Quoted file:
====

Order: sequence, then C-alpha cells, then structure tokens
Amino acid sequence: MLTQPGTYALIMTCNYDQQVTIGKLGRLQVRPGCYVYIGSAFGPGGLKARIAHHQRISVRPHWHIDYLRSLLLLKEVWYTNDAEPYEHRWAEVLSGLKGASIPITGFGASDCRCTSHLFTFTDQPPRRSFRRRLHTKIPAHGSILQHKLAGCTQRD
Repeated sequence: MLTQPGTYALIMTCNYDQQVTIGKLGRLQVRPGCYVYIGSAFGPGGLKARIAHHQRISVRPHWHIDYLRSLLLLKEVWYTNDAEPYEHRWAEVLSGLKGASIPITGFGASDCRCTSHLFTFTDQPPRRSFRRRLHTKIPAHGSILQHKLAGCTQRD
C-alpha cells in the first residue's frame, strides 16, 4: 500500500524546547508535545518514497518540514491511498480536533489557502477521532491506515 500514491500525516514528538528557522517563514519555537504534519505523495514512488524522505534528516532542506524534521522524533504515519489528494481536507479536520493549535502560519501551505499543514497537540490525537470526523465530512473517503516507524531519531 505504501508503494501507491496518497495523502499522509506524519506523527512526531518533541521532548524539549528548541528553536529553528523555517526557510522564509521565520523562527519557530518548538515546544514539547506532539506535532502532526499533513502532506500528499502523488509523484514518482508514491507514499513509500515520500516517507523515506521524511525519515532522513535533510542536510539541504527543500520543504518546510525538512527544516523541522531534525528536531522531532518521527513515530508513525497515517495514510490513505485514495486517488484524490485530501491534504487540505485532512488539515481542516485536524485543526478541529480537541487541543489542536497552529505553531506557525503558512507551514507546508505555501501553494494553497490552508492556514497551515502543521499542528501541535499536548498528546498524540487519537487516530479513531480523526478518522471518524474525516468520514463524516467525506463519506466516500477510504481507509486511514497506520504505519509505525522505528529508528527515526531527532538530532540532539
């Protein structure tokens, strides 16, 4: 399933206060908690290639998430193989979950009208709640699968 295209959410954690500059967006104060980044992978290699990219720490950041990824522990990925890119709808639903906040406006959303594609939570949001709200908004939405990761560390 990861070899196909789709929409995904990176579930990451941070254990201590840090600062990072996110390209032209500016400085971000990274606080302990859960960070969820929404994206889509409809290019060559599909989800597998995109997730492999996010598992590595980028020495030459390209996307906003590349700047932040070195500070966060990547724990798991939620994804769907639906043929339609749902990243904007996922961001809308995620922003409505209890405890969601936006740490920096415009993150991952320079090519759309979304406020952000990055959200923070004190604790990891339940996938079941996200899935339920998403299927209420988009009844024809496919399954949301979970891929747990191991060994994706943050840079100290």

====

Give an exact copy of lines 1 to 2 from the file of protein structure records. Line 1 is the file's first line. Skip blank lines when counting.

Order: sequence, then C-alpha cells, then structure tokens
Amino acid sequence: MLTQPGTYALIMTCNYDQQVTIGKLGRLQVRPGCYVYIGSAFGPGGLKARIAHHQRISVRPHWHIDYLRSLLLLKEVWYTNDAEPYEHRWAEVLSGLKGASIPITGFGASDCRCTSHLFTFTDQPPRRSFRRRLHTKIPAHGSILQHKLAGCTQRD